2022 Honda NT1100 – Honda Takes Opposite Approach From the Last Time in Creating a “Straight Forward” Tourer.
Remember the Honda VFR1200F Interceptor? It was a remarkably comfortable, refined and powerful sport-touring bike. It launched in 2010 but disappeared from Canada just a few years later leaving barlely a ripple in its passing. Part of the problem was that Honda had called the new bike an Interceptor which of course brought to mind the VFR800 Interceptor which was an entirely different beast – lighter, more agile, sportier – and verging on a legend.
The VFR1200 by comparison was big and heavy – but it was an excellent sport touring bike easily making it into my top three in that category – it really was remarkably comfortable and the motor was fantastic. The VFR1200 would have cost Honda a boxcar of money to develop. There was the big new V-4 engine, the entirely new platform and interesting / unusual design elements with a fit and finish Honda compared to the best of the premium segment. With all that money already spent, there had to be another option to spread the cost around. As the VFR1200 quietly faded into the gloom, Honda revealed the VFR1200X would be available in Canada (it was already available in Europe going by the name of Crosstour but as Honda already had a freakishly bulbous Accord going by that name in Canada the bike stuck with the alpha-numeric designation).
The 1200X was on the soft shoulder of the ADV category. Based on the VFR1200 platform, the bike featured all the good stuff found in the original bike but with a more upright ADV-style seating – but the problem with the new bike, like the 1200 Interceptor before, was that it was large and heavy and despite its big front wheel, extra ground clearance and spoked rims was not in the same capability category as the R1200GS. The VFR1200 Interceptor was comfortable in a sport riding ergonomic, the VFR1200X more so in the universal, neutral sense – for long miles on pavement it fit the bill. The other problem the VFR1200X faced was that Honda also introduced the original Africa Twin 1000. If you wanted true ADV credentials the Africa Twin was the way to go both because it was cheaper (bonus!) and it was an entirely new platform whereas the VFR1200 platform had been around for a while.
The outcome of the 1200 V-4 experiment were two excellent bikes without a large following in North America although they both persisted far longer in Europe.
Moving forward to 2021, the problem for Honda is that there is a hole in the company’s line-up in Canada (and the US). There is nothing that could be called, even loosely, a sport-touring machine in their line-up— the last ST1300 is long gone, the VFR800 which could fill the role on occasion, is also gone. But in Europe, the hole is about to be filled by the all-new 2022 Honda NT1100, a bike created by taking large helping from the Africa Twin parts bin including the motor, frame, electronics and massaging them into a touring machine.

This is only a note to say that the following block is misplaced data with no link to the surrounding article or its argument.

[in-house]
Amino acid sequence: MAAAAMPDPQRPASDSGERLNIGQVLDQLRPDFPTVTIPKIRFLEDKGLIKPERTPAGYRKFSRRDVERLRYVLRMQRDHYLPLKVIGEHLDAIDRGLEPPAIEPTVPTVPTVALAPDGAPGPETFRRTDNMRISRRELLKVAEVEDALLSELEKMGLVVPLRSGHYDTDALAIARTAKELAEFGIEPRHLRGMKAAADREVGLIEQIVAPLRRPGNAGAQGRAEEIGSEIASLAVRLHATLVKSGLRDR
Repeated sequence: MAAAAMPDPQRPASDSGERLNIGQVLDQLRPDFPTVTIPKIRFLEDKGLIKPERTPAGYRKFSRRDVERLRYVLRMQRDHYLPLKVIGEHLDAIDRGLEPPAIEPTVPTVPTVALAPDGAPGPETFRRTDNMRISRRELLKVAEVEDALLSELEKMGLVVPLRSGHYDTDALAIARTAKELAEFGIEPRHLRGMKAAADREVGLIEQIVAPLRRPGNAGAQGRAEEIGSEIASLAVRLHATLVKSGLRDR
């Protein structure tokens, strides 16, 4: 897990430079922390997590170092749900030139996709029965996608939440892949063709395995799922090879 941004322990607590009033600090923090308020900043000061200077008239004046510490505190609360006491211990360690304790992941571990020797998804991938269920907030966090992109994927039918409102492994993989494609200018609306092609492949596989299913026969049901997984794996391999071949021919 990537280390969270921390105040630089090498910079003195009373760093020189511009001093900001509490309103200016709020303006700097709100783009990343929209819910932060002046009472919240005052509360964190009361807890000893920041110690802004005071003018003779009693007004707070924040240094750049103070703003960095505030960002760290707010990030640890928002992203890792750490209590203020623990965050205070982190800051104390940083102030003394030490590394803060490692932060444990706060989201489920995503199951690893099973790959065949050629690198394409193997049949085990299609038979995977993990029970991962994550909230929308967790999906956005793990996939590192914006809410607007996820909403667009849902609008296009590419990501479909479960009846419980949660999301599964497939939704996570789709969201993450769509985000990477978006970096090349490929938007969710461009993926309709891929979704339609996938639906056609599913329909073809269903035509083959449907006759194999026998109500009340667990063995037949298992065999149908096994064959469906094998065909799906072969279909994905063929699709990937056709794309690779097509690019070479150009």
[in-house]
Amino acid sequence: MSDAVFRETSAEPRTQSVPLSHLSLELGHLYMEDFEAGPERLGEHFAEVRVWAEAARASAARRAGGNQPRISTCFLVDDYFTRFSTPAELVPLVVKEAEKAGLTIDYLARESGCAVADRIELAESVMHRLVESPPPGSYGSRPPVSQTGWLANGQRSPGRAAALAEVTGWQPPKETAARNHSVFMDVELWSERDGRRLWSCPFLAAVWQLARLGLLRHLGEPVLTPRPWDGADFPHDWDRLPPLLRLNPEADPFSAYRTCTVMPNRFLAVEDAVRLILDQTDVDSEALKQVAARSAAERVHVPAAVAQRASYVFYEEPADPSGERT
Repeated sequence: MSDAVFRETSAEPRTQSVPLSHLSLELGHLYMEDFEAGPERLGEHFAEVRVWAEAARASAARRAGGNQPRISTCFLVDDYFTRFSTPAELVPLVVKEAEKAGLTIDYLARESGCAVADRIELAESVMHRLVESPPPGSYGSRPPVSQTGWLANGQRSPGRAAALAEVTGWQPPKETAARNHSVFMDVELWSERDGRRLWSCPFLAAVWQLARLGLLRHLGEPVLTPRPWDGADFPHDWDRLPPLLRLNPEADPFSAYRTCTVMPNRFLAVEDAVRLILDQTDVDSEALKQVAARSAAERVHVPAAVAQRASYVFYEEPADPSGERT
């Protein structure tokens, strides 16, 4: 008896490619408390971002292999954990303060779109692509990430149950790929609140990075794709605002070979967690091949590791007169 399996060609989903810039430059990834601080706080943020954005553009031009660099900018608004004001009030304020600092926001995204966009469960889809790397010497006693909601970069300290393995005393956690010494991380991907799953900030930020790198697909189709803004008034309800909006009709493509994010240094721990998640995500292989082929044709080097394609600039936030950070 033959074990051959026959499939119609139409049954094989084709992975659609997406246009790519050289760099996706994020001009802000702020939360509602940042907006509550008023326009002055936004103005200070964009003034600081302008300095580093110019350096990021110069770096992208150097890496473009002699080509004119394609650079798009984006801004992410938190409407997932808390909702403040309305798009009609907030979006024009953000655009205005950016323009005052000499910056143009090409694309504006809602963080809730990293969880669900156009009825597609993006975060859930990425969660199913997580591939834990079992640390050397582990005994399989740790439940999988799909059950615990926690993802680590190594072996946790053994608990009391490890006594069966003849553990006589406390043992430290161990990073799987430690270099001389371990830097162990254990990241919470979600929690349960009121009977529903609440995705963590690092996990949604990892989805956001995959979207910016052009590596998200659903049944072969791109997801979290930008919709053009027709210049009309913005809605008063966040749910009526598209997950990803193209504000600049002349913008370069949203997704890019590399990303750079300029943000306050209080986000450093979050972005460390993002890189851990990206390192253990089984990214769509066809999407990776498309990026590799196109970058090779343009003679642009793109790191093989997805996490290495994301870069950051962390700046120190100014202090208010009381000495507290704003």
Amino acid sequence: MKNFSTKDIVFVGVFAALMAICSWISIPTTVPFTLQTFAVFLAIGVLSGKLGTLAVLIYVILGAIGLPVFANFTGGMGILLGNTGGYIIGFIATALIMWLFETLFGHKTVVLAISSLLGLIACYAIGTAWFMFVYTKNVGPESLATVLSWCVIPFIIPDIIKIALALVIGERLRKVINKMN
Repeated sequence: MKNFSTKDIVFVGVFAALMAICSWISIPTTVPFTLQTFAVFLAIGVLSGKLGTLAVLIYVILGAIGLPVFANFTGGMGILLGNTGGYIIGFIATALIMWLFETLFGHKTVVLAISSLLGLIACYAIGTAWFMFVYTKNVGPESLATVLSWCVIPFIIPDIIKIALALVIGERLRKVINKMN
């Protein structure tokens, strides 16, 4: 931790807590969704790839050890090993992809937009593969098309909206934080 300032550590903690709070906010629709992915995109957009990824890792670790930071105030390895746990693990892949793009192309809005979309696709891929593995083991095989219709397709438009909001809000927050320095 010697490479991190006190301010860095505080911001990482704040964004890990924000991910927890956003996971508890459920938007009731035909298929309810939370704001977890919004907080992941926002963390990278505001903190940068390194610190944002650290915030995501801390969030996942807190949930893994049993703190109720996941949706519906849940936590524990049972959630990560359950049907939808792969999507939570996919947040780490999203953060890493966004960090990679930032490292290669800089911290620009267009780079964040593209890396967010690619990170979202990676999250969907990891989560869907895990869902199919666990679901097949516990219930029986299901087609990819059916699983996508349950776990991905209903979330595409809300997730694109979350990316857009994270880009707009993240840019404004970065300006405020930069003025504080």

Honda says in the introductory announcement:
In a motorcycling landscape full of adventure-styled bikes, there is a gap. And that gap exists for riders that desire performance, handling, long range comfort, and technology but not necessarily the image or physical dimensions of ‘adventure’. In other words, what they want is a straightforward touring machine, but one with a rich specification list and a sporty edge to its performance – the sort of bike that deals with the weekday commute efficiently and usefully and is also ready for an extended tour, fully loaded.
Sounds kind of like what the old VFR1200X accomplished although it did look adventurous. There is absolutely a gap and according to Honda it is not necessarily sport-touring but “straight forward” touring.That could mean a lot of things including basic, conservatively styled or, more obviously, cheaper
What you will get should the 2022 Honda NT1100 come to Canada is a 100hp, 1084cc parallel twin connected via a chain to the rear wheel through a 6 speed manual or a DCT. It will weigh 524lbs with the manual transmission, 22lbs heavier with the DCT. There is a 6.5inch TFT screen, three standard riding modes and two custom modes, 43mm Showa forks, torque control, wheelie control and of course ABS. The specs are “straightforward” with perhaps the reasonable engine output deferring some of the other electronic aids found on other bikes in the same general category.
Speaking of that category, it is a little tough to say what exactly would be direct competition for the NT1100. It brings to mind the old Suzuki Bandit 1250S but that bike is gone. Yamaha’s relatively new Tracer GT would be in the same realm. Suzuki’s brand new GSX-S1000GT is similar but more exciting in a “sport-touring” way with 1.5 times the horsepower, the Kawasaki Versys 1000 would be another option. If the new NT1100 comes to Canada part of the bike’s ultimate success would depend on price. In Europe the NT1100 will come standard with bags, heated grips and cruise control so that should add value to the sticker. In Canada the Versys 1000 LT is $17,199, the Tracer GT is $16,999 which is also the same price as the decked out Suzuki GSX-S1000GTA. The Honda would have to be the same or, even better, considerably less considering what the competition brings to the table – around $15,999 would seem about right.
It is going to be an interesting ride for this ADV-based “straight forward” tourer with a “sporty edge”. Motorcycle today often land in very distinct niches, this one doesn’t. Will that prove a good or bad thing for the 2022 Honda NT1100?